Before the ending of the day, Creator of the world, we pray!
Thy grace and peace to us allow / And be our guard and keeper now.
From all the terrors of the night, From evil dreams, defend our sight;
Drive far away our wicked foe / That stain of sin we may now know.
O Father, this we ask be done / Through Jesus Christ, Thine only Son,
Who with the Holy Ghost and Thee / Both lives and reigns eternally. Amen.
The first stanza is addressed to the Creator at bedtime, fitting for the completion of the day and for sleep as a rehearsal for the sleep of death, followed by the final resurrection of all flesh. The words “grace and peace” recall the confession of sins at the beginning of the service, praying that God’s forgiveness in Christ would grant eternal and lasting peace at the end of the day and at the end of our life. Sean Daenzer, an ordained minister and chaplain of the Missouri Synod, writes, “While Compline was formerly a mishmash of invocations to the saints, the angels, and Mary, it is comforting that this hymn invokes the triune God so strongly and singularly as the only 'clemency' ('clementia') and aid against the ‘wicked foe’” (Lutheran Service Book Hymnal Companion, I:1405).
The English translation from the Latin original, adapted from John Mason Neale (1818–1866), phrases the second stanza as a deprecation (from the Latin deprecari, “to avert by prayer”) as the believer prays for protection from the temptations of Satan. Bad dreams and the anxieties of the day haunt believer and unbeliever alike as Satan offers the “stain of sin” (ne polluántur córpora means “pollutes the body”) with sin and misery and all manner of uncleanness. The Christian, however, meets this temptation not merely with the latest sleeping and relaxation techniques, but rather with a prayer for Christ to avert the powers of Satan and, in the words of Luther’s Evening Prayer, “Let the evil foe have no power over me.”
The final stanza is directed to God the Father, through the Son, by the Spirit. Here we ask that all the gifts of God would be done by the triune God for the believer. Building on Luther’s understanding of the Words of Institution as God’s work for us, Lutheran theologian Oswald Beyer (b. 1939) writes, “[E]very action of the triune God is a promise that gives and a gift that promises” (Theology the Lutheran Way, p. 91). How true this is for every gracious act and gift of the triune God, from conception to natural death! Beyer continues: “If it is true that we must rest from our work, die to the old self, to let God do his work, faith is primarily neither theory not practice, neither a speculative life (vita contemplative), nor an active life (vita active), but, to use Luther’s term for it, a receptive life (vita passive)” (p. 93).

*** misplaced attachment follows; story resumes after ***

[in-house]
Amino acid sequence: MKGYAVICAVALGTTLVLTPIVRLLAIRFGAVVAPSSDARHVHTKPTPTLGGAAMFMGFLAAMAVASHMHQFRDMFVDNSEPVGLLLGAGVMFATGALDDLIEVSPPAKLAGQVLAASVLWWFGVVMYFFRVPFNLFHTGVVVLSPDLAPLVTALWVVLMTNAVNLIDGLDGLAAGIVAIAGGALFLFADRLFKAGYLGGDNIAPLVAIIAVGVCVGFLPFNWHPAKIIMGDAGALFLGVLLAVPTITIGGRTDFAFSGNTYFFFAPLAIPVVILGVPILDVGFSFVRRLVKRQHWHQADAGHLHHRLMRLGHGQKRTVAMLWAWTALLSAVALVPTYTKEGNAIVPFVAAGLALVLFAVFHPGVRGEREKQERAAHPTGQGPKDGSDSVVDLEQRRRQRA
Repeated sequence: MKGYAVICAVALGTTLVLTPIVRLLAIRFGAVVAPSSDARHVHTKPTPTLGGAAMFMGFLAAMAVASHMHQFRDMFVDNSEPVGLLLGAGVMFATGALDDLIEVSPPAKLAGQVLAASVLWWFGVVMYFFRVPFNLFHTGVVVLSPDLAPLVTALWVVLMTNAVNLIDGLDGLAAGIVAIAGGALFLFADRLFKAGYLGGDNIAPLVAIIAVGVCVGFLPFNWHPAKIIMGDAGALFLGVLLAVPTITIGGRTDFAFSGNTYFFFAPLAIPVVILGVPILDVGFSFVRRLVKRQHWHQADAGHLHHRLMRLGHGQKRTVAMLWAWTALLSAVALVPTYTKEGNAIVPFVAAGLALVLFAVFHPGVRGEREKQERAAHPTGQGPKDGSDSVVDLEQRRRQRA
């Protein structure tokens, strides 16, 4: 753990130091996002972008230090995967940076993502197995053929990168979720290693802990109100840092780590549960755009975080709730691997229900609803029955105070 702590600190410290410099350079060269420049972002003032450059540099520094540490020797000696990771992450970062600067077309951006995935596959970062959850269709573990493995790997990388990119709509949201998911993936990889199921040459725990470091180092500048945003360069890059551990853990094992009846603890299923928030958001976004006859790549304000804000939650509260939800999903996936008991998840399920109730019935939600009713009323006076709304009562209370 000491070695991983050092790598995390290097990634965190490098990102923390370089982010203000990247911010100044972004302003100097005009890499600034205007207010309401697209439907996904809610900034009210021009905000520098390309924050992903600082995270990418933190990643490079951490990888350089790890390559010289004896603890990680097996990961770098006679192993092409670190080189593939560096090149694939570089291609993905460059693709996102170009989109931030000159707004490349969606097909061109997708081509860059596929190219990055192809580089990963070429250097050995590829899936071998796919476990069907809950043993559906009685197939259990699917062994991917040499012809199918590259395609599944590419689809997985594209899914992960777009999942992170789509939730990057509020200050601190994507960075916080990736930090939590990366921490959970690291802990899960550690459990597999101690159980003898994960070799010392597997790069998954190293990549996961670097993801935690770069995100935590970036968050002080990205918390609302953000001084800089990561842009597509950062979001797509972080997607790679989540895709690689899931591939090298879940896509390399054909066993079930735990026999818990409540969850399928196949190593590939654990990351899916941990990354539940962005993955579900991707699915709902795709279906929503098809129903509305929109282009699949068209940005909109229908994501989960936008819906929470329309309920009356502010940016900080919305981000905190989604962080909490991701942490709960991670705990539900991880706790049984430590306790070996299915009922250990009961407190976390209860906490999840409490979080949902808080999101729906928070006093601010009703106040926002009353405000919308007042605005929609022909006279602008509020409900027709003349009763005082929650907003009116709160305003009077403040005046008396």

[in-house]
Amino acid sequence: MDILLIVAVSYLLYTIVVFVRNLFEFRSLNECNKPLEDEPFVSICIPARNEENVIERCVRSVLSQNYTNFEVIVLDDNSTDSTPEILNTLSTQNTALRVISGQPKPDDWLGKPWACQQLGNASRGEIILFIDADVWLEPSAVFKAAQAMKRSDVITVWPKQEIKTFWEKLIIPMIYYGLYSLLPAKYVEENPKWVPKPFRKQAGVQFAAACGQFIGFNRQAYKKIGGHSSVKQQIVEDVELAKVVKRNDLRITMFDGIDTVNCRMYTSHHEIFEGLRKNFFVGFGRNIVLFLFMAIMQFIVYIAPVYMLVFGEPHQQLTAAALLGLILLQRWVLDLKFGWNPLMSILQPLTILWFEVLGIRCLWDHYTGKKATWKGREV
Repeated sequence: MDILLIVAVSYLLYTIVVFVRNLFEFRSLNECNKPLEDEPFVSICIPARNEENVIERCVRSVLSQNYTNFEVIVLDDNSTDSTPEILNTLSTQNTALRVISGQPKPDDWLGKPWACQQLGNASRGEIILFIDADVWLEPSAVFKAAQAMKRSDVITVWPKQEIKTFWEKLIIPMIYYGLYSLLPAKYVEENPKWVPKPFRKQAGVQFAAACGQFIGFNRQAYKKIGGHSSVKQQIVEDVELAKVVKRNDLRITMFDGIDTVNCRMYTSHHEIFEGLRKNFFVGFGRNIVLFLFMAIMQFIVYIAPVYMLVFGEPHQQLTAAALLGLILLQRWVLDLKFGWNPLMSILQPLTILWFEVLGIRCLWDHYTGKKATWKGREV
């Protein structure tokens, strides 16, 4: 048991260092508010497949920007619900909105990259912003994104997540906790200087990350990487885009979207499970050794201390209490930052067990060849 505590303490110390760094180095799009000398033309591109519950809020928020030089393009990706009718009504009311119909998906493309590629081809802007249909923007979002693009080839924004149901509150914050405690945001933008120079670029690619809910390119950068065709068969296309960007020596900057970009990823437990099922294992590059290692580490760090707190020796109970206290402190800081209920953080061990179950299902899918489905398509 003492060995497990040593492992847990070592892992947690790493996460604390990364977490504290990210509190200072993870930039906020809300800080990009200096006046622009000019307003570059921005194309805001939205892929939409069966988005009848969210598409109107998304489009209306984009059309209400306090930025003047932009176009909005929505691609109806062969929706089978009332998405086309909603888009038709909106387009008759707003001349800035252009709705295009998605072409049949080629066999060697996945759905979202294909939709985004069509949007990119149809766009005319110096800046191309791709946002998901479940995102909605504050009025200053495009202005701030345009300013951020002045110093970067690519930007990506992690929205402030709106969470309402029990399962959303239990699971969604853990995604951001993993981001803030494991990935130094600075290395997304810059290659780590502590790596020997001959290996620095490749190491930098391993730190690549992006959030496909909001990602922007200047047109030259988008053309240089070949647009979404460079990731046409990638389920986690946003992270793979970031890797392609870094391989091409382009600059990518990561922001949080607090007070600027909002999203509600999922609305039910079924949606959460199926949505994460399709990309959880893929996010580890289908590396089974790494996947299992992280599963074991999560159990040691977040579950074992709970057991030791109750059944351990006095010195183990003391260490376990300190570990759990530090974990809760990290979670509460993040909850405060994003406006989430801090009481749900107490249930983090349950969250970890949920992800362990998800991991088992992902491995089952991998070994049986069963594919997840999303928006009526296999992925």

The profundity and simplicity of this prayer was not lost on Thomas Tallis (ca. 1505–1585), who is no stranger to readers of “Lifted Voice.” He wrote multiple settings of this hymn. The following setting includes the chant for stanza 1, a chorale-like setting of stanza 2 that grows naturally out of the chant, and a return to the plain chant for stanza 3. Considering the monastic origins of the text, it seems fitting that it is sung here by a small, professional group of male voices, The Gesualdo Six.
Before listening to the hymn in a congregational setting, briefly consider some unique features of the tune. In contrast to the alleged quip by Emperor Joseph II that one of Mozart’s operas had “too many notes,” one friend of mine from the Midwest rightly calls this hymn the “three-note hymn,” after the three principal pitches: G-natural, A-natural, and B-natural. (A little quick math reveals a solitary F-sharp, but its token appearance is a mere leading tone, with little consequence.) Of the first 16 sung notes, 11 of them are G-natural. The B-natural only appears three times, serving as the musical high point of the tune. The melody gently rises and falls, pulses and propels seemingly on its own, almost begging to be sung without accompaniment. Moreover, the only melodic interval greater than a whole step is the minor third on the words “the world” (st. 1) followed by three B-naturals, before returning to the tonal center on G-natural. Perhaps you will agree with me that this hymn revels in the joy of simplicity?
In the following video, the restrained playing of the organ, the appropriate use of handbells, and the gentle soaring of the flute allow the singers, in the opening words of Compline, “to give thanks to the Lord” and to herald “[His] truth at the close of the day.”
Visit our dwellings, O Lord, and drive from them all the snares of the enemy; let Your holy angels dwell with us to preserve us in peace; and let Your blessing be on us always; through Jesus Christ, our Lord. Amen. (LSB p. 257)